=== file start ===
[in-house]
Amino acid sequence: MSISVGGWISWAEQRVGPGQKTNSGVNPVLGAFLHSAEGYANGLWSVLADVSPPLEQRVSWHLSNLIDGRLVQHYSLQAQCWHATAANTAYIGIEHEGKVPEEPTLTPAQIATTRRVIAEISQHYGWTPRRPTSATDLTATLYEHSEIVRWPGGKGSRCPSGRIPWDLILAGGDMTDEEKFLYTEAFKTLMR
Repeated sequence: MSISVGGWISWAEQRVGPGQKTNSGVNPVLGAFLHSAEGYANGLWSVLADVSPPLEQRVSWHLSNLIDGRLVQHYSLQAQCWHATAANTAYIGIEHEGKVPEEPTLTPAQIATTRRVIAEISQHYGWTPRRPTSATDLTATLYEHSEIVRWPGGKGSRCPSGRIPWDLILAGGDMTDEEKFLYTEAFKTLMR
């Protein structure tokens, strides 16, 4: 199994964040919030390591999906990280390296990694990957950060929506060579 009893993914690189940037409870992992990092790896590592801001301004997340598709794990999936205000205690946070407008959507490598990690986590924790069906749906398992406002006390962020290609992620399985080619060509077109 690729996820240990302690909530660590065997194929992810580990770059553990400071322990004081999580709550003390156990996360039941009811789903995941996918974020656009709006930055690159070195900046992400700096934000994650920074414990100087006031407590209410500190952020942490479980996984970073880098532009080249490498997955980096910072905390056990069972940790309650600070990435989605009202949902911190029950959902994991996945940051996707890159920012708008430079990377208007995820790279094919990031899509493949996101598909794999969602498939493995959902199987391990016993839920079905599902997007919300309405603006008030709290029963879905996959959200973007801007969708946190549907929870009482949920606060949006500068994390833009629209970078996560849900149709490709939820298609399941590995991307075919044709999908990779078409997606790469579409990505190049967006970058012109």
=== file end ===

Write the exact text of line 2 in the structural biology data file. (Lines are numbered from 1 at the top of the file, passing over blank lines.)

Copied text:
Amino acid sequence: MSISVGGWISWAEQRVGPGQKTNSGVNPVLGAFLHSAEGYANGLWSVLADVSPPLEQRVSWHLSNLIDGRLVQHYSLQAQCWHATAANTAYIGIEHEGKVPEEPTLTPAQIATTRRVIAEISQHYGWTPRRPTSATDLTATLYEHSEIVRWPGGKGSRCPSGRIPWDLILAGGDMTDEEKFLYTEAFKTLMR